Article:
Needed Changes

Change does indeed come slowly in Japan. It is not unheard of to find governmental offices still keeping financial records with string bound ledgers and a pencil. While the private sector is a bit quicker on the uptake, there are still those resistant to change as noted by Barnett, “Japanese corporations are glacial when it comes to changing with the times. They haven't even sorted out workers rights and sexual equality yet…”

Perhaps the biggest issue facing foreign workers in Japan is pay. According to Barnett’s blog, both artists and programmers earn less than in the West. Tavares says Japanese companies “…hire right out of school and pay very little. A programmer at Sega or Sony would start at around 3 million yen a year or $26k U.S. A top programmer at Sega or Sony makes a maximum of 6 million yen a year or about $52k. Because Japanese companies work that way, they do not value experience.”

He adds: “Fortunately for them and unfortunately for the people working there, they all only speak Japanese, which means the people are basically stuck in their system. Those that manage to learn English have the option to leave to a higher paying system but the rest don’t …so I suspect that system is unlikely to change from external pressure.”

With the industry changing so quickly Japanese companies need to change. But certain practices show no signs of being abandoned. Issues like pay, work hours, rewarding of innovation continue to plague Japanese developers. “The hiring out of college and paying poorly issue has not changed and I don’t know if it ever will or if it will… The inventor of the Blue LED left Japan because he was so angry that the company didn’t give him anything for his invention…Japanese companies reward the least…so his opinion was that all smart people should leave Japan unless Japanese companies change their ways,” says Tavares.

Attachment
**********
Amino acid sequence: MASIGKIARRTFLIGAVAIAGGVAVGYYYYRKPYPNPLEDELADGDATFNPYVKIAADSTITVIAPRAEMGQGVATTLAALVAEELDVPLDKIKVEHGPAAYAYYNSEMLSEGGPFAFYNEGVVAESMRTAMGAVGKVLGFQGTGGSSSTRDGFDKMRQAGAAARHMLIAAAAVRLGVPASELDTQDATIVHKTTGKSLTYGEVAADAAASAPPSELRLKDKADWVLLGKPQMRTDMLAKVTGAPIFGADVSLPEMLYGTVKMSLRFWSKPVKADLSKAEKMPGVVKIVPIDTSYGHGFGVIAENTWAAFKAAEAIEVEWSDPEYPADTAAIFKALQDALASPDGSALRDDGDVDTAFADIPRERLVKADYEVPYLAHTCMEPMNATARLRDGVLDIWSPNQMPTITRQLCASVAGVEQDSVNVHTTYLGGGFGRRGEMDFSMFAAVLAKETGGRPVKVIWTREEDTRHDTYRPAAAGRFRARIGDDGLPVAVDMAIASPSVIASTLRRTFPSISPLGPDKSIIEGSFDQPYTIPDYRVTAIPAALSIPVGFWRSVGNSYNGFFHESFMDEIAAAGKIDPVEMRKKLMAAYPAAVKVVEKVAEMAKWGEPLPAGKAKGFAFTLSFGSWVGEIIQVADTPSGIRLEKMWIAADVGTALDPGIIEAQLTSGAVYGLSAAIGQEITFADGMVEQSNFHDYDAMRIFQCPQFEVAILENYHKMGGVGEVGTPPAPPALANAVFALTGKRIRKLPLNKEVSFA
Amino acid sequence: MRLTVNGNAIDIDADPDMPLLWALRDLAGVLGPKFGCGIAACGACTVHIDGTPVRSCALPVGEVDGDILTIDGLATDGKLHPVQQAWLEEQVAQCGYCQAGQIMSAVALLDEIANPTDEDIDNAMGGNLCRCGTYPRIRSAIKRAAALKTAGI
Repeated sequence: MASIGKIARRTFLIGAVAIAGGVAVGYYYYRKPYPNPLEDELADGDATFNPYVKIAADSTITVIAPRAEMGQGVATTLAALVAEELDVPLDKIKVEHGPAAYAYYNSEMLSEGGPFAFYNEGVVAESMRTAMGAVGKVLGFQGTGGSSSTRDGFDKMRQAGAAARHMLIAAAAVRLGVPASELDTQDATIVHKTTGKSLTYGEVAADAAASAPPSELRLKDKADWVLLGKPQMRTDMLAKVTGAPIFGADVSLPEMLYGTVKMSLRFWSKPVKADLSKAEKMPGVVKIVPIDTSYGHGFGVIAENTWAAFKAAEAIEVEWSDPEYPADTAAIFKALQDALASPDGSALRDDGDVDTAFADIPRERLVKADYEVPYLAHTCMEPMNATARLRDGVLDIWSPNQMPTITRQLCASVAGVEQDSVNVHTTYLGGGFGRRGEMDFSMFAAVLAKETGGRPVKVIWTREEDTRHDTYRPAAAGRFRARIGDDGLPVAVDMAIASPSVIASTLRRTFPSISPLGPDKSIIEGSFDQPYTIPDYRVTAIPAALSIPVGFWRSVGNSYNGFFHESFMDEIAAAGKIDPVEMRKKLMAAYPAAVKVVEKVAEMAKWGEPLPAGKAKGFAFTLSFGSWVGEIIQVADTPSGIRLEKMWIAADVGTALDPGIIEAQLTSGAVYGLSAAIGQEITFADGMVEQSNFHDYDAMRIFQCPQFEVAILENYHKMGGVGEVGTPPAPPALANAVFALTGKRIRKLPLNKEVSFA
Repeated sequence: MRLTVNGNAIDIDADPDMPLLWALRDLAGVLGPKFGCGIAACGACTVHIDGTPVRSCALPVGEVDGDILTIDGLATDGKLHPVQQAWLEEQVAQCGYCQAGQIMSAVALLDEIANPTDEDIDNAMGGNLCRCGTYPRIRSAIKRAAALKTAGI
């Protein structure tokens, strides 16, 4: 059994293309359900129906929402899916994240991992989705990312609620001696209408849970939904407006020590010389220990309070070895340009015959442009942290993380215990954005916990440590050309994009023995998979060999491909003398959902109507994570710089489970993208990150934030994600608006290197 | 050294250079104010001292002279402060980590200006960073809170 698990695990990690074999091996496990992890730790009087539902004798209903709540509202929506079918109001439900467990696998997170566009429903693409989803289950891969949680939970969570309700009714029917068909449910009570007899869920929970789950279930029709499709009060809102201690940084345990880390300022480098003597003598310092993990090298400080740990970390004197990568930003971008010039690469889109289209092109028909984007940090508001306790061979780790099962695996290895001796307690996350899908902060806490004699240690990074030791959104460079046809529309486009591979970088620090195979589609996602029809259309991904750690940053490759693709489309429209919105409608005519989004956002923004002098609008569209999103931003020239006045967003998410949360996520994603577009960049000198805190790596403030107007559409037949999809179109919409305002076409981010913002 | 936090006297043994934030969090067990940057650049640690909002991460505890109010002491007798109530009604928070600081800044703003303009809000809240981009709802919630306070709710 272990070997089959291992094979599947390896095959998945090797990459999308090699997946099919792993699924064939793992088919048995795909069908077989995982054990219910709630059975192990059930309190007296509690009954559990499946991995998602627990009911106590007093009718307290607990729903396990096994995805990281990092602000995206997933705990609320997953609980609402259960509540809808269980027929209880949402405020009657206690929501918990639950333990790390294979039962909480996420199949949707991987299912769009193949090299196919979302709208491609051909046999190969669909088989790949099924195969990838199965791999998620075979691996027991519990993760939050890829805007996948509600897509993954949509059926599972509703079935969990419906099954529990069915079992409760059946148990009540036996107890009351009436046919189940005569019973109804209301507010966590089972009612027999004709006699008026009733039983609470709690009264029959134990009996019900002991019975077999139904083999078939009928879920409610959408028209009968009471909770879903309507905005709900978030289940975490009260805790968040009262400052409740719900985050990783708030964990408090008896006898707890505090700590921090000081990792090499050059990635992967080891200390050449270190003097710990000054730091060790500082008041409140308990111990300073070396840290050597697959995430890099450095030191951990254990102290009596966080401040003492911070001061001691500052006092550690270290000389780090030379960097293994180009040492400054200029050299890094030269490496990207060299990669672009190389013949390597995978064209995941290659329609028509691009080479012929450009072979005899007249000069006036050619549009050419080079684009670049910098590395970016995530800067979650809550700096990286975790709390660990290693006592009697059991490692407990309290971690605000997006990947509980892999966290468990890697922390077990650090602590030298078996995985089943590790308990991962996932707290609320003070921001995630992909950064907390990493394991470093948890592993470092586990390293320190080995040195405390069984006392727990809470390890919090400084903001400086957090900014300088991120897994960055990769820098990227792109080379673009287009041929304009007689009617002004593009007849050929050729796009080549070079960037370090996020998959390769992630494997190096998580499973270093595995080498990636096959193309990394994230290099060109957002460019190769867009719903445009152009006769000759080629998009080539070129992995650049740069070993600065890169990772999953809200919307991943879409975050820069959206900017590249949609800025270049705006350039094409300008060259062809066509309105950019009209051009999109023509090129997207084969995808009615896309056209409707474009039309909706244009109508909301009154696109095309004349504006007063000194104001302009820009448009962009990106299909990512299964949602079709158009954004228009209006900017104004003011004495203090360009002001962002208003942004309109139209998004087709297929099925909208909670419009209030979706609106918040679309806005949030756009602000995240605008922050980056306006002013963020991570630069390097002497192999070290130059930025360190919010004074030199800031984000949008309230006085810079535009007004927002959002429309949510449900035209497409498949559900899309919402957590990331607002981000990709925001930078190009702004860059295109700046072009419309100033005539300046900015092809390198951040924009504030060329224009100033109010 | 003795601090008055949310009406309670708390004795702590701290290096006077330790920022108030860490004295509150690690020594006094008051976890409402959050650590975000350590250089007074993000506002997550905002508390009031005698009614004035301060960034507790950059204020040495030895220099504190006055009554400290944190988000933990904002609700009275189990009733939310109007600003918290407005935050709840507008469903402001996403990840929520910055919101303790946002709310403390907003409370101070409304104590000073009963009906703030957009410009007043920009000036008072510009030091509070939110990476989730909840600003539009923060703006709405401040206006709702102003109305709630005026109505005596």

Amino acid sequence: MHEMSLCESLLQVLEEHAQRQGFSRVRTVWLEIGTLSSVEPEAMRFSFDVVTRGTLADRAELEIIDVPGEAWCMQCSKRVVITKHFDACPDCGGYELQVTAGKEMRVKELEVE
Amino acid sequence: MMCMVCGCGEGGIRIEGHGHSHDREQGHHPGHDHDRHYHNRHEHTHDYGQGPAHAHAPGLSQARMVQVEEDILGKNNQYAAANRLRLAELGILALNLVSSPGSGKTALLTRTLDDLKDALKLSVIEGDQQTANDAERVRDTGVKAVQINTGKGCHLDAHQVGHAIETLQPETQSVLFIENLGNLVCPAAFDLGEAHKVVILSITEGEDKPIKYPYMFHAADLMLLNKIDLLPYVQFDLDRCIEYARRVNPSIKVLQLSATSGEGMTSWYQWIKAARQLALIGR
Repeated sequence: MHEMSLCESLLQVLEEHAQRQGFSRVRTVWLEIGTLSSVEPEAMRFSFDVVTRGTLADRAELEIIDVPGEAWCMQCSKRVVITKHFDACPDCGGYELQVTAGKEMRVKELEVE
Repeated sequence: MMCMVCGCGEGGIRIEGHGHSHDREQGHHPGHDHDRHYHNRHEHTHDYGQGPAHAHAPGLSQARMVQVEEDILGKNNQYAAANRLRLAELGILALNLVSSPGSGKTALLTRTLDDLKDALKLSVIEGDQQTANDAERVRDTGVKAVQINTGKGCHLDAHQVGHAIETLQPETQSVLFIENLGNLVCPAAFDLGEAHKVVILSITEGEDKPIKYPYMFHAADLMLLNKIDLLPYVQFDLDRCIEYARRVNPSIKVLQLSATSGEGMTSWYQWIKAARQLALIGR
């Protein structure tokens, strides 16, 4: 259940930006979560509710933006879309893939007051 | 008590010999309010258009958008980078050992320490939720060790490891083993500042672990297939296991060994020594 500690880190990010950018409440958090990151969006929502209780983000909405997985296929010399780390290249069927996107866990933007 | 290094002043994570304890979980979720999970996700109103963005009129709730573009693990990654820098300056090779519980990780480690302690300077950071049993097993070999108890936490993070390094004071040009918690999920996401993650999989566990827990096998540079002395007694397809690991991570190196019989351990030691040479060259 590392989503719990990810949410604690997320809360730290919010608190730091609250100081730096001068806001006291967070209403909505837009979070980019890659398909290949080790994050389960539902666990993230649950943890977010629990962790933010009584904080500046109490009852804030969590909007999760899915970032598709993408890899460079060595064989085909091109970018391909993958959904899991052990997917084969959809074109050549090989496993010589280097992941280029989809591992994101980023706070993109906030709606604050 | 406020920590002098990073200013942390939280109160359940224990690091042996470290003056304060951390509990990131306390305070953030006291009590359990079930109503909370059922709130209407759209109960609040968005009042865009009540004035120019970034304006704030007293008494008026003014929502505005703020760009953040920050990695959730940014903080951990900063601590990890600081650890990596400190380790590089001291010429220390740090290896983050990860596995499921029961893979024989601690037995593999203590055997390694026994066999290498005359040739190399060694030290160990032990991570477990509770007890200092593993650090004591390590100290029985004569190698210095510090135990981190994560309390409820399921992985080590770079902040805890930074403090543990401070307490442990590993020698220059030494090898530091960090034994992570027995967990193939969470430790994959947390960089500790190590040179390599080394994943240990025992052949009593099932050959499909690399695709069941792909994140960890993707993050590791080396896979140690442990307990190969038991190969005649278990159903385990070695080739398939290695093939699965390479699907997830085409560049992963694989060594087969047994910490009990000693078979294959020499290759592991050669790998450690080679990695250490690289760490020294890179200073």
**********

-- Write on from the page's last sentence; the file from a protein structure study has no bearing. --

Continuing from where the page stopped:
Examples of slow or non-existent change not withstanding, there also are signs of progress in the industry. “I saw a few changes although there is still a long way to go,” Tavares says. “The use of middleware for example happened while I was there. Use of version control systems as well. Also a change from hand coding everything to using level editors and other tools…It’s possible it could change from internal pressure. If one company ever started paying for experience then other companies would start losing their experienced people unless they started paying as well.”

In the end, Cuthbert summed up his views on the industry in the three territories he has lived and worked in.

“The UK is a pub culture - people like to doss and arse about a lot, but they are very good and very skilled at their jobs - when they do them.”

“The US is a corporate culture, everyone is a cog in the machine, even in a smaller company, so there is far less responsibility towards the company and its finances and people assume that they should have the best wage, best equipment, best software, best everything, even if they don't use them. That said, they have great responsibility to the work itself and there are some extremely clever and diligent people there. Corporate politics, gossip and rivalries can get a bit too much.”

“The Japanese games development culture is still slightly "salaryman", everyone kind of avoids responsibility by remaining quiet but they persevere by themselves until they get the product done. Unfortunately, this lack of sharing is hurting the technical development of the games industry here in Japan. The Japanese never give up until all the details are in place and they try and leave nothing haphazard or rough-edged, or oozappa (in Japanese).”

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About the Author(s)

Ryan Winterhalter


Ryan Winterhalter is a freelance writer in Japan. He has written for many publications and websites, including PlayStation: The Official Magazine, 1up.com and Play (UK). He can be reached at Rwinterhalter at gmail.com or on Twitter @rwinterhalter.